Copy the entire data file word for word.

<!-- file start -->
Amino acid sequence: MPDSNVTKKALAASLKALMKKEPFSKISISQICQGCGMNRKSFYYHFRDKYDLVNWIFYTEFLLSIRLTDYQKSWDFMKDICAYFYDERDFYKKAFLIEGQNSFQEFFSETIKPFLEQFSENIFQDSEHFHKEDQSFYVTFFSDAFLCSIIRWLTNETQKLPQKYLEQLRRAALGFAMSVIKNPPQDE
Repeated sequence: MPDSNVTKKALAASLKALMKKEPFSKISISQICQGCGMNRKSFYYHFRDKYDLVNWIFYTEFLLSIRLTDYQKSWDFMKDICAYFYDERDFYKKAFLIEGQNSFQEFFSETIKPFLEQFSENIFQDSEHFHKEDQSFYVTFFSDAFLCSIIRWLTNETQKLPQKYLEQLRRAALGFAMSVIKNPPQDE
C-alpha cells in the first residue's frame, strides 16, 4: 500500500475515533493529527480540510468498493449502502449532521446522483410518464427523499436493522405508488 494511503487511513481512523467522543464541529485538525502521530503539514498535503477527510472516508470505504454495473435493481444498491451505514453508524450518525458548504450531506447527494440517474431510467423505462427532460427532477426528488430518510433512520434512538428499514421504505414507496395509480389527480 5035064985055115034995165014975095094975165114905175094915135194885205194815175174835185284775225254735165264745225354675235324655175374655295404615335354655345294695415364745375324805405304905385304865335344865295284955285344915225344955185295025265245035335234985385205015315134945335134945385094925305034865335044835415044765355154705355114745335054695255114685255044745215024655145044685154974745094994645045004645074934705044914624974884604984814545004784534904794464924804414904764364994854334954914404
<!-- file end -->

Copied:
Amino acid sequence: MPDSNVTKKALAASLKALMKKEPFSKISISQICQGCGMNRKSFYYHFRDKYDLVNWIFYTEFLLSIRLTDYQKSWDFMKDICAYFYDERDFYKKAFLIEGQNSFQEFFSETIKPFLEQFSENIFQDSEHFHKEDQSFYVTFFSDAFLCSIIRWLTNETQKLPQKYLEQLRRAALGFAMSVIKNPPQDE
Repeated sequence: MPDSNVTKKALAASLKALMKKEPFSKISISQICQGCGMNRKSFYYHFRDKYDLVNWIFYTEFLLSIRLTDYQKSWDFMKDICAYFYDERDFYKKAFLIEGQNSFQEFFSETIKPFLEQFSENIFQDSEHFHKEDQSFYVTFFSDAFLCSIIRWLTNETQKLPQKYLEQLRRAALGFAMSVIKNPPQDE
C-alpha cells in the first residue's frame, strides 16, 4: 500500500475515533493529527480540510468498493449502502449532521446522483410518464427523499436493522405508488 494511503487511513481512523467522543464541529485538525502521530503539514498535503477527510472516508470505504454495473435493481444498491451505514453508524450518525458548504450531506447527494440517474431510467423505462427532460427532477426528488430518510433512520434512538428499514421504505414507496395509480389527480 5035064985055115034995165014975095094975165114905175094915135194885205194815175174835185284775225254735165264745225354675235324655175374655295404615335354655345294695415364745375324805405304905385304865335344865295284955285344915225344955185295025265245035335234985385205015315134945335134945385094925305034865335044835415044765355154705355114745335054695255114685255044745215024655145044685154974745094994645045004645074934705044914624974884604984814545004784534904794464924804414904764364994854334954914404